Measuring Soil Moisture is Big Business

by • 3 years ago

Soil moisture sensors – in a variety of forms and products – are used in agriculture and horticulture to support crop and plant production systems, residential and commercial landscaping, grounds maintenance and land management, sports turf, weather forecasting, forestry, construction, and with all kinds of research (i.e., environmental, natural resource conservation, turfgrass science, etc.).

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From a forecast period of 2015 to 2020, the “global soil moisture sensor market” is projected to reach over $200 million by 2020 (sources:  www.newaginternational.com and RnRMarketResearch.com).  Although the business forecast indicates that applications in agriculture are expected to account for the largest use of soil moisture sensors due to benefits in farm productivity, the turfgrass market has their attention as well.  The forecast report specifically states, “…the increase use of soil moisture sensors by turf managers to manage golf turf is the key reason for growth of soil moisture sensors in sports turf applications.”

Read Also: What You Can Learn From Mapping Your Soil Moisture

Volumetric soil moisture sensors include those categorized as Probe, TDR (time-domain reflectometry), and Capacitance-types.  Volumetric soil water content is expressed as a percent, and represents the proportion or percent of the total volume of soil measured that is occupied by water.  In turf management applications, these volumetric soil moisture sensors are the most popular and widely used.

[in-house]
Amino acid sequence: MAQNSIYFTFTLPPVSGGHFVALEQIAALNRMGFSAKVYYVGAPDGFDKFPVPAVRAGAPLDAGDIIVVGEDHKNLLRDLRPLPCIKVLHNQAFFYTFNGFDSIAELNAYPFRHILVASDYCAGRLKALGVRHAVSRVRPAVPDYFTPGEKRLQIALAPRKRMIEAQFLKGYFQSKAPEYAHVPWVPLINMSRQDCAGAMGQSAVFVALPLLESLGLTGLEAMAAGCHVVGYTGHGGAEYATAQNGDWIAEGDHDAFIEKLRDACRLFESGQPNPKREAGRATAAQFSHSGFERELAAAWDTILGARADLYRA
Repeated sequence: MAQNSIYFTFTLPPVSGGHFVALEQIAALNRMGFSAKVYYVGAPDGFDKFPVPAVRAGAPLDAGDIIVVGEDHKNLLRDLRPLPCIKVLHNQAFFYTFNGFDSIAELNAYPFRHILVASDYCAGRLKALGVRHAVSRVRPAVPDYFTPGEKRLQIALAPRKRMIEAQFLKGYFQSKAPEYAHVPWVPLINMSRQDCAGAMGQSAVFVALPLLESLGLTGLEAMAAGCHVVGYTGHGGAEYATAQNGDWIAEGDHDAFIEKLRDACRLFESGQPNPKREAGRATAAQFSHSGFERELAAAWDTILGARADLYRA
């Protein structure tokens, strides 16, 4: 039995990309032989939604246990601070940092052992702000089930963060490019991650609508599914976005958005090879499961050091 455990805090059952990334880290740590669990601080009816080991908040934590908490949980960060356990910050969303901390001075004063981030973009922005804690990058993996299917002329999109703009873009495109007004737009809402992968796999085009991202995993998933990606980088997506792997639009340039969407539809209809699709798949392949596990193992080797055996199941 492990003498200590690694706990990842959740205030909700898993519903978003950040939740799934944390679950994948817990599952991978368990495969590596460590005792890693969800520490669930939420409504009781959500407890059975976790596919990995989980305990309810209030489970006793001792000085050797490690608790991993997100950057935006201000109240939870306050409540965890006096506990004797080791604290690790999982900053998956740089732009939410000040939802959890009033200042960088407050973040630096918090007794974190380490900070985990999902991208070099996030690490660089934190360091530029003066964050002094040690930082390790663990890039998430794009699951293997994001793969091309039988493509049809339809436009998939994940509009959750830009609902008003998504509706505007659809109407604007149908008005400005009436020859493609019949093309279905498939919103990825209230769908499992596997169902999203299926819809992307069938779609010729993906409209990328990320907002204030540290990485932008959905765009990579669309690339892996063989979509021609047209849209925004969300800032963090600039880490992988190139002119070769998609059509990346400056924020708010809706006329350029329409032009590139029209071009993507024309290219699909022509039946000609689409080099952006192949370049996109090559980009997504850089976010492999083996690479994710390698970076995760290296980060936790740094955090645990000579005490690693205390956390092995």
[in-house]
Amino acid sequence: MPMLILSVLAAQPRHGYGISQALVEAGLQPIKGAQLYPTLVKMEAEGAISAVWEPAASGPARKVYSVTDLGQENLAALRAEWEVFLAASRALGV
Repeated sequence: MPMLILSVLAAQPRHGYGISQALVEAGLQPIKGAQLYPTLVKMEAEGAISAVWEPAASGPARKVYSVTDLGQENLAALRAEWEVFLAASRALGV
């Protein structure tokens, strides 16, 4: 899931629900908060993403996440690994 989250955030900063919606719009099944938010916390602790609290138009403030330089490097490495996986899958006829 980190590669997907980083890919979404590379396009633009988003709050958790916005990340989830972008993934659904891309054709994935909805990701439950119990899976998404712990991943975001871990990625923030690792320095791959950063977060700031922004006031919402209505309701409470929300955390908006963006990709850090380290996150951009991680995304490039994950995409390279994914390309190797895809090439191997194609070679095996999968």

The sensors that measure soil water potential are categorized as Tension Meter (or Tensiometer), Gypsum Block, and Granular Matrix-types.  Soil water potential is expressed in pressure terms as bars or kPa (kilopascal), and is a measurement of the potential energy per unit quantity of water relative to a reference soil water potential.  In other words, do you need to exert force or work to move water through the soil rootzone?  Whether you are measuring in bars or metric kPa units, the soil water potential is typically a negative number thus indicating force is needed to move water through the soil.

Of note, the USA represents a major market, but increases are noted in all global regions.  The leading “players” in the soil moisture sensor market are, in alphabetical order:

Acclima, Inc.

Aquacheck (Pty.) Ltd.

Campbell Scientific, Inc.

Decagon Devices, Inc.

Delta-T Devices, Inc.

E.S.I. Environmental Sensors, Inc.

Imko Micromodultechnik Gmbh

Irrometer Company, Inc.

Pessl Instruments Gmbh

Sentek Pty. Ltd.

Stevens Water Monitoring Systems, Inc.

Spectrum Technologies, Inc.

The Toro Company

These soil moisture sensors can provide turf managers with valuable information.  It is important to understand what that information tells us, or convert data to knowledge, in order to make even more valuable and sound turf agronomic decisions.

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